This article talks about the Indian diaspora and its significance today. It is a topic that is featured in the news quite frequently and is hence, important for the civil services exam. The Indian diaspora is quite a heterogeneous group and is comprised of people from different economic and social classes, speaking a diversity of languages, professing a multitude of cultural practices and can also be divided along the lines of the time of their migration into foreign lands. Read on for an insight into the Indian diaspora for the IAS mains exam.
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In the theatre of development, the competitiveness and growth of an economy is determined by its capacity to acquire and apply new knowledge. In a rapidly globalizing world, learning new ways of doing things depends in no small measure on the ability to integrate with the larger world outside. We live in a world in which the free movement of goods and capital across borders is seen as a virtue. Arguably, it is seen to reinforce the principle of competitive advantage and help spur savings, investment and demand. What is less recognised is that International migration of human capital: the movement of knowledge, talent and skills across borders is central to learning and development.
The rise of significant Diasporas has in the past few years, brought into the limelight a couple of key facts. First, there is a huge expatriate population of skilled people from developing countries in developed nations. Second, overseas communities can form a major resource for the development of the countries of their origin. The movement of high and low skilled workers from less to more developed economies and back brings about a great many new opportunities for development. Talking about diaspora only in terms of remittances and financial flows is a narrow approach and needs to change. It is not necessary for all expatriates to be investors, and their contributions to their countries of origin need not be solely financial.
An overseas community serves as an important ‘bridge’ to access expertise, knowledge, markets and resources for the development of the home country. The success of this bridge often depends upon 2 conditions: the ability of the Diaspora to develop and showcase a coherent, intrinsically motivated and progressive identity and the capacity of the home country to develop conditions and institutions for a maintainable, tenable, symbiotic and mutually rewarding engagement. Home countries are now beginning to recognise the need to pursue and promote the dynamic of Diaspora and development.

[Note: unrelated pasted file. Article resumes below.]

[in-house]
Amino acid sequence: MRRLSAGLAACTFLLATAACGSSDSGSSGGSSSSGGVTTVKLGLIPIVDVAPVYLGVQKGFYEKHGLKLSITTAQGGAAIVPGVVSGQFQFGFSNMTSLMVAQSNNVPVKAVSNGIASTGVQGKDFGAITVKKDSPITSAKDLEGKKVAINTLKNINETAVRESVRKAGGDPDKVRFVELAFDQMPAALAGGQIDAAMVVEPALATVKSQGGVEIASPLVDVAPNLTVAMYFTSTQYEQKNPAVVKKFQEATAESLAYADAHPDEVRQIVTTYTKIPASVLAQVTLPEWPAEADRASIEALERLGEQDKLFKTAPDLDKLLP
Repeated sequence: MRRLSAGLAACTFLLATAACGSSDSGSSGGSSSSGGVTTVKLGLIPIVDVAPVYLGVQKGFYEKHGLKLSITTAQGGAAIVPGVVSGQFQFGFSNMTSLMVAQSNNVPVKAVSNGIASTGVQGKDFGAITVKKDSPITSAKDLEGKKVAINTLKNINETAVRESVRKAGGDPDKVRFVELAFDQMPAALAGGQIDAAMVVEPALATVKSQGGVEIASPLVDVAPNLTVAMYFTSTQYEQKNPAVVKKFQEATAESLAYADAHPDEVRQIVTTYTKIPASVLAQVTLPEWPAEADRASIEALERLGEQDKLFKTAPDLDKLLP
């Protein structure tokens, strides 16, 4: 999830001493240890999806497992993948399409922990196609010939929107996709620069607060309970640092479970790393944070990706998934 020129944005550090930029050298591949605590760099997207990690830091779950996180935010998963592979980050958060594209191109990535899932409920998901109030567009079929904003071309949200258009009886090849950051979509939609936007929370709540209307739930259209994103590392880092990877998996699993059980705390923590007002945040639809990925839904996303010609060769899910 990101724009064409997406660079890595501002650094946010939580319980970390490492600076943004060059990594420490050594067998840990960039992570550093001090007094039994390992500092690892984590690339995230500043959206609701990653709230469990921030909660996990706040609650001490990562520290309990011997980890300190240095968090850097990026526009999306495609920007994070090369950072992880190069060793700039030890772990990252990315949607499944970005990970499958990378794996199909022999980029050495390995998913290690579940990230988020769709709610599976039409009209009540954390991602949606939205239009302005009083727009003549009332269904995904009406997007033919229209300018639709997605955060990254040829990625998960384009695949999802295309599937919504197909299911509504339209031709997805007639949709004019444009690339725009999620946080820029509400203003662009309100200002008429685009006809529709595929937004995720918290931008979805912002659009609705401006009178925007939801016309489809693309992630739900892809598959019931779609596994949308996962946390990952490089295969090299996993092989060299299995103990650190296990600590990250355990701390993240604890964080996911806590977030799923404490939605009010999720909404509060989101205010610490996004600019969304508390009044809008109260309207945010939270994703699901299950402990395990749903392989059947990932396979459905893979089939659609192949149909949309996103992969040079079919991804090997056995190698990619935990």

India has the second-largest diaspora in the world. The overseas Indian community estimated at over 25 million is spread across every major region in the world. Yet, it is difficult to speak of one great Indian Diaspora. The overseas Indian community is the result of different waves of migration over hundreds of years driven by a variety of reasons-mercantilism, colonialism and globalisation. Its early experiences make up a saga of trials, tribulations and the eventual triumph of determination and hard work. In the last three decades of the 20th century, the character of migration began to change and a ‘new Diaspora’ led by high skilled professionals moving to the western world and semi-skilled contract workers moving to the Gulf, West and South East Asia emerged.
The overseas Indian community thus constitutes a diverse, heterogeneous and eclectic global community representing different regions, languages, cultures and faiths. The common thread that binds them together is the idea of India and its intrinsic values. Overseas Indians comprise People of Indian Origin and Non-Resident Indians and today are amongst the best educated and successful communities in the world. In every part of the world, the overseas Indian community is recognised and respected for its hard work, discipline, non-interference and for successfully integrating with the local community. Overseas Indians have made significant contributions to the economy of the country of residence and have added in considerable measure to knowledge and innovation.
Overseas Indians share a strong bond with their country of origin. This is reflected in their language, cultures and traditions that have been maintained, often over centuries, and continue to be vibrant and unique. It is now being witnessed in the growing popularity of Indian films, dance, music, arts and culture on foreign shores, the strong surge in remittances back home, the return of many to live and work in India and in their increasing engagement with India’s development. The relationship between India and its overseas community is growing, new partnerships evolving and newer multi-faceted dimensions being explored.
India’s engagement with its Diaspora is symbiotic, the strands of both sides of the relationship equally important to create a resilient and robust bond. To engage with the Diaspora in a sustainable and mutually rewarding manner across the economic, social and cultural space is at the heart of the policy of the Ministry. To create conditions, partnerships and institutions that will best enable India to connect with its Diaspora comprehensively are central to all our programmes and activities. As a new India seeks to become a global player of significance, the time has come for strong and sustained engagement between India and overseas Indians. The time has also come for overseas Indians to benefit from the exciting opportunities that India provides. The time is now.
India, Diaspora And Migration: An Overview
India is one of the pioneers in recognising the importance of its overseas population and establishing an institutional framework for sustainable and mutually beneficial engagement with its Diaspora. By creating an independent and effective Ministry of Overseas Indian Affairs, India has given mainstream attention to its estimated 25 million-strong Overseas Indian community. This experience too has helped us develop appropriate and well-calibrated institutional responses, through bilateral and multilateral engagements, to meet the challenges of capacity-building for better migration management.